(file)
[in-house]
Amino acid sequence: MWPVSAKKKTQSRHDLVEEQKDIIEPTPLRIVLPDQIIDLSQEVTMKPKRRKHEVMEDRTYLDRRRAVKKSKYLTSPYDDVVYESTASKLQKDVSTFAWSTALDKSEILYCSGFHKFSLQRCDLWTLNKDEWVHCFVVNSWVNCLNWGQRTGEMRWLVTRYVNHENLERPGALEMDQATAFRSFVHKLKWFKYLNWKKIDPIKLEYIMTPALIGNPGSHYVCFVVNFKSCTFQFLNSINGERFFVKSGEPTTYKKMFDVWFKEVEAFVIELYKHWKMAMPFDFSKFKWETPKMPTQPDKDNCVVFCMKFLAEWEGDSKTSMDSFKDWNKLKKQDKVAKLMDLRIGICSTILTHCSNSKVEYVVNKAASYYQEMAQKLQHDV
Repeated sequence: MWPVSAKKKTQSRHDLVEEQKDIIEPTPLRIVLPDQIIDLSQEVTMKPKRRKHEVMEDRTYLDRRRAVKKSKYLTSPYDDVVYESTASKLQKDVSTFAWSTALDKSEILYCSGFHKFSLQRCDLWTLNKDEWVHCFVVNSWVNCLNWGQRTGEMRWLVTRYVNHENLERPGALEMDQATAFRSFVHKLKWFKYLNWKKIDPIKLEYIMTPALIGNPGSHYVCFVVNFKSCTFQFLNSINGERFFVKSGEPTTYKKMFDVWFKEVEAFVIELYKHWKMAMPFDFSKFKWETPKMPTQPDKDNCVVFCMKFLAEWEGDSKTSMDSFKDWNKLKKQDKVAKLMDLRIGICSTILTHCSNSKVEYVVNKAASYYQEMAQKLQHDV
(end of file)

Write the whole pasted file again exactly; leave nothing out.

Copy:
[in-house]
Amino acid sequence: MWPVSAKKKTQSRHDLVEEQKDIIEPTPLRIVLPDQIIDLSQEVTMKPKRRKHEVMEDRTYLDRRRAVKKSKYLTSPYDDVVYESTASKLQKDVSTFAWSTALDKSEILYCSGFHKFSLQRCDLWTLNKDEWVHCFVVNSWVNCLNWGQRTGEMRWLVTRYVNHENLERPGALEMDQATAFRSFVHKLKWFKYLNWKKIDPIKLEYIMTPALIGNPGSHYVCFVVNFKSCTFQFLNSINGERFFVKSGEPTTYKKMFDVWFKEVEAFVIELYKHWKMAMPFDFSKFKWETPKMPTQPDKDNCVVFCMKFLAEWEGDSKTSMDSFKDWNKLKKQDKVAKLMDLRIGICSTILTHCSNSKVEYVVNKAASYYQEMAQKLQHDV
Repeated sequence: MWPVSAKKKTQSRHDLVEEQKDIIEPTPLRIVLPDQIIDLSQEVTMKPKRRKHEVMEDRTYLDRRRAVKKSKYLTSPYDDVVYESTASKLQKDVSTFAWSTALDKSEILYCSGFHKFSLQRCDLWTLNKDEWVHCFVVNSWVNCLNWGQRTGEMRWLVTRYVNHENLERPGALEMDQATAFRSFVHKLKWFKYLNWKKIDPIKLEYIMTPALIGNPGSHYVCFVVNFKSCTFQFLNSINGERFFVKSGEPTTYKKMFDVWFKEVEAFVIELYKHWKMAMPFDFSKFKWETPKMPTQPDKDNCVVFCMKFLAEWEGDSKTSMDSFKDWNKLKKQDKVAKLMDLRIGICSTILTHCSNSKVEYVVNKAASYYQEMAQKLQHDV